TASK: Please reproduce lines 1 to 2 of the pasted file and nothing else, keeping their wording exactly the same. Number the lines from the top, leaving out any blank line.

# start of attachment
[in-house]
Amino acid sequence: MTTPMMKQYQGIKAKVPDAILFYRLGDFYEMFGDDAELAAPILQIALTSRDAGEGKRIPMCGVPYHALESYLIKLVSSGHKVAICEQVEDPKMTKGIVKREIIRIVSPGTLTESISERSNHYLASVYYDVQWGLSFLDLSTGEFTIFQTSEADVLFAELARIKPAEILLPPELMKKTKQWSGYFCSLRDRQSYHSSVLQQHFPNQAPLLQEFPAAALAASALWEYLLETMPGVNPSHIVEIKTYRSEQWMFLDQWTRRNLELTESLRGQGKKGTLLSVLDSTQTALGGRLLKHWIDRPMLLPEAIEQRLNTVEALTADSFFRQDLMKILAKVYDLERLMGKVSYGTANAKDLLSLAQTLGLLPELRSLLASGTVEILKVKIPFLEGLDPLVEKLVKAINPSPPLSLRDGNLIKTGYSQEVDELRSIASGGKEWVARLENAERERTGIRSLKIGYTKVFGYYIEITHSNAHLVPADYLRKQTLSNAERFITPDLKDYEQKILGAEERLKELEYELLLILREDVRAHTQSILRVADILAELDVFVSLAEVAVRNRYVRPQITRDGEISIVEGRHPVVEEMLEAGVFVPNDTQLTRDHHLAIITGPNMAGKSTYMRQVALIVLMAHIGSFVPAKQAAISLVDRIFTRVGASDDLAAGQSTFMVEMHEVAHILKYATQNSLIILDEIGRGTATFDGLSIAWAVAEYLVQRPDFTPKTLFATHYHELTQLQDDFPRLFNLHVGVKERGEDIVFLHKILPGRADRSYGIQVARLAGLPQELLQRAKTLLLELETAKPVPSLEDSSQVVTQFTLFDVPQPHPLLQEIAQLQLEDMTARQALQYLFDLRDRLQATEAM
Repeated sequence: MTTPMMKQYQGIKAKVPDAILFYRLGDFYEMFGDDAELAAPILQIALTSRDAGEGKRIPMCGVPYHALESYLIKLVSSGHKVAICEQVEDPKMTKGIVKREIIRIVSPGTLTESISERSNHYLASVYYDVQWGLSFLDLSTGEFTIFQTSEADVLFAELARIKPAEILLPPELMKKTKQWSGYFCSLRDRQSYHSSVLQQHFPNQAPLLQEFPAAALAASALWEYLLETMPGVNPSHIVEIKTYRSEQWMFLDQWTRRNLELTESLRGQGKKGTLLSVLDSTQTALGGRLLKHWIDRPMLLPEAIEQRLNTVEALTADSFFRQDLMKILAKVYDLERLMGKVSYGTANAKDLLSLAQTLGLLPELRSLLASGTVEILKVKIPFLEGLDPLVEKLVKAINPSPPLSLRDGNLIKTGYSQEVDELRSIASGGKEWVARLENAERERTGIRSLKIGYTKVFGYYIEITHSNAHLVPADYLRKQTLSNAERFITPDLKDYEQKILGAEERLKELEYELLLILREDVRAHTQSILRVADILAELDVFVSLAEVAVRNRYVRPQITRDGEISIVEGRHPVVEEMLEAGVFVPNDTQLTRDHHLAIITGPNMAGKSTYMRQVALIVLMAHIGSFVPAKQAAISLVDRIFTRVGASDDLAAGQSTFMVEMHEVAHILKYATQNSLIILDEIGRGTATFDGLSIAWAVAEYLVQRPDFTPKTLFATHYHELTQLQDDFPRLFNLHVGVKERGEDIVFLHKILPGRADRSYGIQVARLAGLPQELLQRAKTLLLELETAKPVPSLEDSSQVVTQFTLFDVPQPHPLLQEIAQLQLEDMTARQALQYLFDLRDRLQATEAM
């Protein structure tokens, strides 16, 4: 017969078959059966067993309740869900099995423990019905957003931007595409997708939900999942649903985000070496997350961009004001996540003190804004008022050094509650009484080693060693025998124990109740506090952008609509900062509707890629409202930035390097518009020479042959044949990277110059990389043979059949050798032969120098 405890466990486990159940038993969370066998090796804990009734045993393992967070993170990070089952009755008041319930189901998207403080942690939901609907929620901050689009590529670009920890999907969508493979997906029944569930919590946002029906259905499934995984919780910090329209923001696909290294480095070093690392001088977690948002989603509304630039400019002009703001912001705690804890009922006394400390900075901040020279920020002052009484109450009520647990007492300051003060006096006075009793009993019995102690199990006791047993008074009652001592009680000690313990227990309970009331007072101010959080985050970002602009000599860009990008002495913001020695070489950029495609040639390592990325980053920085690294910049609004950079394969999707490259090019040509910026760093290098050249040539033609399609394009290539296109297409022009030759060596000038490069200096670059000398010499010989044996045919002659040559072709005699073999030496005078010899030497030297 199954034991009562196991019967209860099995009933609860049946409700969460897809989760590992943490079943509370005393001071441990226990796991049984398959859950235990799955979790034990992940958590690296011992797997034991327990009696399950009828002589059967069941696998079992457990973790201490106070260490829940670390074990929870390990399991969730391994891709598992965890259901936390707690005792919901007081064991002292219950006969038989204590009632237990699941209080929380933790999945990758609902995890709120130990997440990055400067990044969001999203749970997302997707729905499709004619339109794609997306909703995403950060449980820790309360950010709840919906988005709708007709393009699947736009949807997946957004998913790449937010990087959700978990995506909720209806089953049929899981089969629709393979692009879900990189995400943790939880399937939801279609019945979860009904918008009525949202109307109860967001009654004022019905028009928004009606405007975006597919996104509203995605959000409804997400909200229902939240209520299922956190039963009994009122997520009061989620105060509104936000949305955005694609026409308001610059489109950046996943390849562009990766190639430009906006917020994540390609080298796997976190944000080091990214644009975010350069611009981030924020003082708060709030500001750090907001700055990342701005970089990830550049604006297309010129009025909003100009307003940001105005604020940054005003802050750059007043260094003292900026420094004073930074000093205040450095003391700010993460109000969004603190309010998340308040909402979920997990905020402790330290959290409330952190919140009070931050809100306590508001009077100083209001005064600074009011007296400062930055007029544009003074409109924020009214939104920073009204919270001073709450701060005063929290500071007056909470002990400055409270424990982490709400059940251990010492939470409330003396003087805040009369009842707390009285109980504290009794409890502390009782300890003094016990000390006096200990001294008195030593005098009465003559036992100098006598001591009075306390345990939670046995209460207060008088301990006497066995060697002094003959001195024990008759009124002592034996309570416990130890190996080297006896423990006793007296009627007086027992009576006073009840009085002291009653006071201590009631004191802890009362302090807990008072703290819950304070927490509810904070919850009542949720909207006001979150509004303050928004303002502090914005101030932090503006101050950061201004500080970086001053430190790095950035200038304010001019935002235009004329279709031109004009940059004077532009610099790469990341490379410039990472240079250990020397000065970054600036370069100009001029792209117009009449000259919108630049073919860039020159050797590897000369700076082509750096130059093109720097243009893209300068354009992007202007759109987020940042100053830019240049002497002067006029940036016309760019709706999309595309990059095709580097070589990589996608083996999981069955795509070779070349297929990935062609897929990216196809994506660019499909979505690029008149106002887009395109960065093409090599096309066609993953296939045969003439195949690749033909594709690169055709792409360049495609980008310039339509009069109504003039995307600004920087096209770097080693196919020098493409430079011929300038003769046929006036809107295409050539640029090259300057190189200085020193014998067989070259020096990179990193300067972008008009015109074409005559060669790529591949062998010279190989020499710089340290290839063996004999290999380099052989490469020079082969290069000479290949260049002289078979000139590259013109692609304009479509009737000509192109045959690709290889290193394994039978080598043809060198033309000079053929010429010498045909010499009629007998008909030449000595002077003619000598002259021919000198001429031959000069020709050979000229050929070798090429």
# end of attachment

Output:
[in-house]
Amino acid sequence: MTTPMMKQYQGIKAKVPDAILFYRLGDFYEMFGDDAELAAPILQIALTSRDAGEGKRIPMCGVPYHALESYLIKLVSSGHKVAICEQVEDPKMTKGIVKREIIRIVSPGTLTESISERSNHYLASVYYDVQWGLSFLDLSTGEFTIFQTSEADVLFAELARIKPAEILLPPELMKKTKQWSGYFCSLRDRQSYHSSVLQQHFPNQAPLLQEFPAAALAASALWEYLLETMPGVNPSHIVEIKTYRSEQWMFLDQWTRRNLELTESLRGQGKKGTLLSVLDSTQTALGGRLLKHWIDRPMLLPEAIEQRLNTVEALTADSFFRQDLMKILAKVYDLERLMGKVSYGTANAKDLLSLAQTLGLLPELRSLLASGTVEILKVKIPFLEGLDPLVEKLVKAINPSPPLSLRDGNLIKTGYSQEVDELRSIASGGKEWVARLENAERERTGIRSLKIGYTKVFGYYIEITHSNAHLVPADYLRKQTLSNAERFITPDLKDYEQKILGAEERLKELEYELLLILREDVRAHTQSILRVADILAELDVFVSLAEVAVRNRYVRPQITRDGEISIVEGRHPVVEEMLEAGVFVPNDTQLTRDHHLAIITGPNMAGKSTYMRQVALIVLMAHIGSFVPAKQAAISLVDRIFTRVGASDDLAAGQSTFMVEMHEVAHILKYATQNSLIILDEIGRGTATFDGLSIAWAVAEYLVQRPDFTPKTLFATHYHELTQLQDDFPRLFNLHVGVKERGEDIVFLHKILPGRADRSYGIQVARLAGLPQELLQRAKTLLLELETAKPVPSLEDSSQVVTQFTLFDVPQPHPLLQEIAQLQLEDMTARQALQYLFDLRDRLQATEAM